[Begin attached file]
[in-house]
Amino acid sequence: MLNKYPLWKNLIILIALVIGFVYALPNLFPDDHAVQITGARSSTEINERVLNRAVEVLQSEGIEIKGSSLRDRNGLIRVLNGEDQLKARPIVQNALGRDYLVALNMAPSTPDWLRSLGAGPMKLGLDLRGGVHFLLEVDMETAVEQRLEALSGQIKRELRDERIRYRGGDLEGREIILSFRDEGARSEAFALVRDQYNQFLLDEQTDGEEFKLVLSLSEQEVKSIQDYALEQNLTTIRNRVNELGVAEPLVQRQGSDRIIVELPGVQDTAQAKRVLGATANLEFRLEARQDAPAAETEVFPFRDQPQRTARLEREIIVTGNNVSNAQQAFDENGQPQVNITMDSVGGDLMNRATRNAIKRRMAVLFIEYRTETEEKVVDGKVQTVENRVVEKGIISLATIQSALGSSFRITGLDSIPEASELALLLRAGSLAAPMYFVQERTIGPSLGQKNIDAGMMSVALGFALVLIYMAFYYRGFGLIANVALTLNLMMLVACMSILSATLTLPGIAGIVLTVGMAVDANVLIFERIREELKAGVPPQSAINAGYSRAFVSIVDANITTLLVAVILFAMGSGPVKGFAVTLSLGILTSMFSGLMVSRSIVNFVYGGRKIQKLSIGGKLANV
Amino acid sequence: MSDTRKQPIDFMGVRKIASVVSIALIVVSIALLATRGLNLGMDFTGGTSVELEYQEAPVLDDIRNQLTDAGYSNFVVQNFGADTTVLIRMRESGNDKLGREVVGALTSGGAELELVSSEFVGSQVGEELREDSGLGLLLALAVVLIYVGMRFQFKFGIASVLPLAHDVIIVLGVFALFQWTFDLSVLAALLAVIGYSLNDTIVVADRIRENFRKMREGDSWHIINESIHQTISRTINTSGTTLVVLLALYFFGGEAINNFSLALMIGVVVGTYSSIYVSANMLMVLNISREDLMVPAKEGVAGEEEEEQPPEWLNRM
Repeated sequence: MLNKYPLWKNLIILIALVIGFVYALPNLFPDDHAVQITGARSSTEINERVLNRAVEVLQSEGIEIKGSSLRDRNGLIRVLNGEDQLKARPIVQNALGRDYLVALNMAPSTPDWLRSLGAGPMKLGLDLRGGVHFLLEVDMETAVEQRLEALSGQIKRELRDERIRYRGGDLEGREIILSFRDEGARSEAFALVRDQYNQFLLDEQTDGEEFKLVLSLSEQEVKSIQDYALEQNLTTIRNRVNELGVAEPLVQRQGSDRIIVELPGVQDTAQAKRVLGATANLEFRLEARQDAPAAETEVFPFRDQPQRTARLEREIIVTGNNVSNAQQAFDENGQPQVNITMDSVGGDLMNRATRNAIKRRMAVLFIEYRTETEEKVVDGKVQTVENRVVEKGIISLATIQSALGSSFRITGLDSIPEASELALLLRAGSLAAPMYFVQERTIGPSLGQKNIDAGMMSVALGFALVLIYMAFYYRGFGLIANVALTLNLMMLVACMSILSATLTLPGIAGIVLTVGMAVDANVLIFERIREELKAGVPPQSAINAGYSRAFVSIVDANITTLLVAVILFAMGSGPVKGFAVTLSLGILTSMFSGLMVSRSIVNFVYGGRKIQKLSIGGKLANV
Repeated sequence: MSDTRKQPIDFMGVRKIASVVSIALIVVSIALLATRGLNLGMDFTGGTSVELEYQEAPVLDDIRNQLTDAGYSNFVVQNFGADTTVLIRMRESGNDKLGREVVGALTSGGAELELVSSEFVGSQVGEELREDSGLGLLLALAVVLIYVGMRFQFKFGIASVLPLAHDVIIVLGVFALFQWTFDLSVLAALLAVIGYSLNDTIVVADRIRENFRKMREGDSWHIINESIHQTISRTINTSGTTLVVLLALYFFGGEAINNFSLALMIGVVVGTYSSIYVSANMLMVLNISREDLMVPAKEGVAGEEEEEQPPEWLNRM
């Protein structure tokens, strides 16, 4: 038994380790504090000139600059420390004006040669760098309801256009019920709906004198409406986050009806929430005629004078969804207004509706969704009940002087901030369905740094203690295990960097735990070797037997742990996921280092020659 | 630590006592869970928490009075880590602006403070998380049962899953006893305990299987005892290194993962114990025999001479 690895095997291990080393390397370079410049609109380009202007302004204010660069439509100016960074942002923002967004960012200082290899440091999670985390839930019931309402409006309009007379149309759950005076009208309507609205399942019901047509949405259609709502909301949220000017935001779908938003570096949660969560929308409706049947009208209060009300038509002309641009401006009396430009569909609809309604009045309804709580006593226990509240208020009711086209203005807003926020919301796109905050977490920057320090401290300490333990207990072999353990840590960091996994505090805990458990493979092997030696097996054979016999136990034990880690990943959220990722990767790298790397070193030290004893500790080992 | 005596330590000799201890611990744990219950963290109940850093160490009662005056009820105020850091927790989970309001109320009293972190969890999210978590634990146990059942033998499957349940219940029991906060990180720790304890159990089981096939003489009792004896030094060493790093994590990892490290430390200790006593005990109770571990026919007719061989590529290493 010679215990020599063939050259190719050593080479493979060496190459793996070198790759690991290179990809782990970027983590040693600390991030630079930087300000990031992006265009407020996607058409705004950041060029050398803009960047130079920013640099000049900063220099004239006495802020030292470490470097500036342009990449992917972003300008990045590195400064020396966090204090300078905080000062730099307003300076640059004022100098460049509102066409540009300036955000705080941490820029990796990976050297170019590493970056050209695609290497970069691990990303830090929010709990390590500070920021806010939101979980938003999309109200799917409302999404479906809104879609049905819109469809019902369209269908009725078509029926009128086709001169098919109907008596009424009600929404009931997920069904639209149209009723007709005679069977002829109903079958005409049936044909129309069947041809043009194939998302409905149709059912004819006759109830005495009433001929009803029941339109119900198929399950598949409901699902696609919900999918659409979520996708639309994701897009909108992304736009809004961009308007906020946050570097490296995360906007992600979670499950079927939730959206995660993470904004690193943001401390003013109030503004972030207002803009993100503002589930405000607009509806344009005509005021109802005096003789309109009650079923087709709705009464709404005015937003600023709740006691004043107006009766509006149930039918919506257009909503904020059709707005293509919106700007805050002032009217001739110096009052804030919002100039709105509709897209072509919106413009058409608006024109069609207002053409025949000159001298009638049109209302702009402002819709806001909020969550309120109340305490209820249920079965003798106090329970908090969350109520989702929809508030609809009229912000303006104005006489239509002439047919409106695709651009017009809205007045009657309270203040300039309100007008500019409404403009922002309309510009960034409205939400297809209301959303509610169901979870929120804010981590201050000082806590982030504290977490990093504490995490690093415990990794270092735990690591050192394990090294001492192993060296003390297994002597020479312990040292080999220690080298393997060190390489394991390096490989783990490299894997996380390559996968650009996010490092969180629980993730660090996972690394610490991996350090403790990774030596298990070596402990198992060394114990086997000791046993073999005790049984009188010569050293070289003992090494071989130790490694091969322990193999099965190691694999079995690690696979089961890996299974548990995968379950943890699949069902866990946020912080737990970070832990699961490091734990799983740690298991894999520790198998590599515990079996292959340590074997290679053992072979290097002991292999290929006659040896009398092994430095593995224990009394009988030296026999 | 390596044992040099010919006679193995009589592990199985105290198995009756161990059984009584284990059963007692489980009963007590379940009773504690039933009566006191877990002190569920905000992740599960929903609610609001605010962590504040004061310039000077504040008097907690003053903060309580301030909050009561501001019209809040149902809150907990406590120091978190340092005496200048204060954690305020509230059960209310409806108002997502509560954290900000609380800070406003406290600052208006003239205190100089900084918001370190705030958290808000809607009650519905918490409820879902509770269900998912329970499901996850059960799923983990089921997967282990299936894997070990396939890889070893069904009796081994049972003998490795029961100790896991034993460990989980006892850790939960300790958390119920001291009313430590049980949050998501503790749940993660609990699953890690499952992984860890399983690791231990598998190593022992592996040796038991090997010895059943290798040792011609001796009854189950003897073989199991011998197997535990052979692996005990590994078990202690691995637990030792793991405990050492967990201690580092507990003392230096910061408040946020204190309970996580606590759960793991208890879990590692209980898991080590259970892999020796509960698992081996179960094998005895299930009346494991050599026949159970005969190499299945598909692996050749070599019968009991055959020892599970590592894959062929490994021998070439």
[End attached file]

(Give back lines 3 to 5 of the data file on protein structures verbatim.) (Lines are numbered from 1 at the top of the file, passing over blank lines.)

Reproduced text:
Amino acid sequence: MSDTRKQPIDFMGVRKIASVVSIALIVVSIALLATRGLNLGMDFTGGTSVELEYQEAPVLDDIRNQLTDAGYSNFVVQNFGADTTVLIRMRESGNDKLGREVVGALTSGGAELELVSSEFVGSQVGEELREDSGLGLLLALAVVLIYVGMRFQFKFGIASVLPLAHDVIIVLGVFALFQWTFDLSVLAALLAVIGYSLNDTIVVADRIRENFRKMREGDSWHIINESIHQTISRTINTSGTTLVVLLALYFFGGEAINNFSLALMIGVVVGTYSSIYVSANMLMVLNISREDLMVPAKEGVAGEEEEEQPPEWLNRM
Repeated sequence: MLNKYPLWKNLIILIALVIGFVYALPNLFPDDHAVQITGARSSTEINERVLNRAVEVLQSEGIEIKGSSLRDRNGLIRVLNGEDQLKARPIVQNALGRDYLVALNMAPSTPDWLRSLGAGPMKLGLDLRGGVHFLLEVDMETAVEQRLEALSGQIKRELRDERIRYRGGDLEGREIILSFRDEGARSEAFALVRDQYNQFLLDEQTDGEEFKLVLSLSEQEVKSIQDYALEQNLTTIRNRVNELGVAEPLVQRQGSDRIIVELPGVQDTAQAKRVLGATANLEFRLEARQDAPAAETEVFPFRDQPQRTARLEREIIVTGNNVSNAQQAFDENGQPQVNITMDSVGGDLMNRATRNAIKRRMAVLFIEYRTETEEKVVDGKVQTVENRVVEKGIISLATIQSALGSSFRITGLDSIPEASELALLLRAGSLAAPMYFVQERTIGPSLGQKNIDAGMMSVALGFALVLIYMAFYYRGFGLIANVALTLNLMMLVACMSILSATLTLPGIAGIVLTVGMAVDANVLIFERIREELKAGVPPQSAINAGYSRAFVSIVDANITTLLVAVILFAMGSGPVKGFAVTLSLGILTSMFSGLMVSRSIVNFVYGGRKIQKLSIGGKLANV
Repeated sequence: MSDTRKQPIDFMGVRKIASVVSIALIVVSIALLATRGLNLGMDFTGGTSVELEYQEAPVLDDIRNQLTDAGYSNFVVQNFGADTTVLIRMRESGNDKLGREVVGALTSGGAELELVSSEFVGSQVGEELREDSGLGLLLALAVVLIYVGMRFQFKFGIASVLPLAHDVIIVLGVFALFQWTFDLSVLAALLAVIGYSLNDTIVVADRIRENFRKMREGDSWHIINESIHQTISRTINTSGTTLVVLLALYFFGGEAINNFSLALMIGVVVGTYSSIYVSANMLMVLNISREDLMVPAKEGVAGEEEEEQPPEWLNRM